Time Magazine’s 11/19 issue (I know, who reads Time?!), features a riveting account of the machine behind what we were observing in June.   Inside the Secret World of the Data Crunchers Who Helped Obama Win tells the story of “The Cave”, a sealed top-secret room filled with quant-jocks at Obama’s Chicago HQ, and how they used big data and social medial to identify their target market personas to will the election.  Some excerpts:

In Chicago, the campaign recruited a team of behavioral scientists to build an extraordinarily sophisticated database packed with names of millions of undecided voters and potential supporters. The ever-expanding list let the campaign find and register new voters who fit the demographic pattern of Obama backers and methodically track their views through thousands of telephone calls every night.

That allowed the Obama campaign not only to alter the very nature of the electorate, making it younger and less white, but also to create a portrait of shifting voter allegiances.

Exactly what that team of dozens of data crunchers was doing, however, was a closely held secret. “They are our nuclear codes,” campaign spokesman Ben LaBolt would say when asked about the efforts. Around the office, data-mining experiments were given mysterious code names such as Narwhal and Dreamcatcher. The team even worked at a remove from the rest of the campaign staff, setting up shop in a windowless room at the north end of the vast headquarters office. The “scientists” created regular briefings on their work for the President and top aides in the White House’s Roosevelt Room, but public details were in short supply as the campaign guarded what it believed to be its biggest institutional advantage over Mitt Romney’s campaign: its data.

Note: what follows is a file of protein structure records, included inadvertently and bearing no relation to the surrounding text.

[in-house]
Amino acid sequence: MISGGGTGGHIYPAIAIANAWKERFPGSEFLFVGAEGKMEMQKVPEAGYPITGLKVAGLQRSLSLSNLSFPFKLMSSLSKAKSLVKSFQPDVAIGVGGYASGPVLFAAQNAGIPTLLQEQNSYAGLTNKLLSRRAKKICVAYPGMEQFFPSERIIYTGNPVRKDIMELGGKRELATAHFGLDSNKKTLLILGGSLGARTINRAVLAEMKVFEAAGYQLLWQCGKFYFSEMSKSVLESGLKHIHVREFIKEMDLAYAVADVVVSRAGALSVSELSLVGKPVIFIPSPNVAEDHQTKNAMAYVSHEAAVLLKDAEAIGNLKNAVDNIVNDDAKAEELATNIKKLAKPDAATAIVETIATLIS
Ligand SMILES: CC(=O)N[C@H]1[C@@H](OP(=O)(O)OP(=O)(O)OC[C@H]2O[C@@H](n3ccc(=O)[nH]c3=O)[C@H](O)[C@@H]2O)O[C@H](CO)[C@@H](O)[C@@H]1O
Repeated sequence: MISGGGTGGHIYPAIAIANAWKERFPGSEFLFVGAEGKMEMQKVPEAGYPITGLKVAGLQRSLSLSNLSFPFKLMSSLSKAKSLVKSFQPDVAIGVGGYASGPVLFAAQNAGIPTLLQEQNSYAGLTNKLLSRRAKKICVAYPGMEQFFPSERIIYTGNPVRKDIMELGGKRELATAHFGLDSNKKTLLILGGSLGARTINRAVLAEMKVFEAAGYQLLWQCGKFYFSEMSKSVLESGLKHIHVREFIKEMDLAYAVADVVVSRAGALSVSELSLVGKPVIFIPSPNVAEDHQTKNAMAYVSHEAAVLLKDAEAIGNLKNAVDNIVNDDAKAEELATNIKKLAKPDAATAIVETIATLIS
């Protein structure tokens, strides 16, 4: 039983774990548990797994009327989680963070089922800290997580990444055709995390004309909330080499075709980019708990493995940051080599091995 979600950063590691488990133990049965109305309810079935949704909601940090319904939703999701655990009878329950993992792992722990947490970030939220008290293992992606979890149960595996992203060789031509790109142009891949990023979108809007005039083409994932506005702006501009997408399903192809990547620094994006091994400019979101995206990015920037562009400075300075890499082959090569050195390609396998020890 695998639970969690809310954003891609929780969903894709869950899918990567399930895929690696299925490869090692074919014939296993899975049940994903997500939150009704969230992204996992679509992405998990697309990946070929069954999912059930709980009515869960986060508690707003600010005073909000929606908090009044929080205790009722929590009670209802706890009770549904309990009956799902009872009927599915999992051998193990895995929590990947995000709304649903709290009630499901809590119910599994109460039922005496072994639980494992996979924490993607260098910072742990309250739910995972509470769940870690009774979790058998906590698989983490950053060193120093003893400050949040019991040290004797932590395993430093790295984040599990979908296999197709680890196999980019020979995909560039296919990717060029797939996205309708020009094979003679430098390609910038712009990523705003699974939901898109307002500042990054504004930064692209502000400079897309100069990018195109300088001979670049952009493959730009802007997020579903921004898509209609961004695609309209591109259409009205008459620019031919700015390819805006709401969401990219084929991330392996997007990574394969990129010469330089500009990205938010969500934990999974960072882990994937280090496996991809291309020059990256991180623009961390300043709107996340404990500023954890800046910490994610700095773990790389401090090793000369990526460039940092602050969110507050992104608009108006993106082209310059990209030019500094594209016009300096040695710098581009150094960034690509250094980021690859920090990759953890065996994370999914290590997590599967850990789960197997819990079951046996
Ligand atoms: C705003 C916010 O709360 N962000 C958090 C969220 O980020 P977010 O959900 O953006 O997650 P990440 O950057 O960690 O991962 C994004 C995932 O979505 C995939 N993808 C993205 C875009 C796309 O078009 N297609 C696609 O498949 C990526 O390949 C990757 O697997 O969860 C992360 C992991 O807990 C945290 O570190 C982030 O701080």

On Nov. 4, a group of senior campaign advisers agreed to describe their cutting-edge efforts with TIME on the condition that they not be named and that the information not be published until after the winner was declared. What they revealed as they pulled back the curtain was a massive data effort that helped Obama raise $1 billion, remade the process of targeting TV ads and created detailed models of swing-state voters that could be used to increase the effectiveness of everything from phone calls and door knocks to direct mailings and social media.

A large portion of the cash raised online came through an intricate, metric-driven e-mail campaign in which dozens of fundraising appeals went out each day. Here again, data collection and analysis were paramount. Many of the e-mails sent to supporters were just tests, with different subject lines, senders and messages. Inside the campaign, there were office pools on which combination would raise the most money, and often the pools got it wrong. Michelle Obama’s e-mails performed best in the spring, and at times, campaign boss Messina performed better than Vice President Joe Biden. In many cases, the top performers raised 10 times as much money for the campaign as the underperformers.

Chicago discovered that people who signed up for the campaign’s Quick Donate program, which allowed repeat giving online or via text message without having to re-enter credit-card information, gave about four times as much as other donors. So the program was expanded and incentivized. By the end of October, Quick Donate had become a big part of the campaign’s messaging to supporters, and first-time donors were offered a free bumper sticker to sign up.

The magic tricks that opened wallets were then repurposed to turn out votes.

It was this database that helped steady campaign aides in October’s choppy waters, assuring them that most of the Ohioans in motion were not Obama backers but likely Romney supporters whom Romney had lost because of his September blunders. “We were much calmer than others,” said one of the officials. The polling and voter-contact data were processed and reprocessed nightly to account for every imaginable scenario. “We ran the election 66,000 times every night,” said a senior official, describing the computer simulations the campaign ran to figure out Obama’s odds of winning each swing state. “And every morning we got the spit-out — here are your chances of winning these states. And that is how we allocated resources.”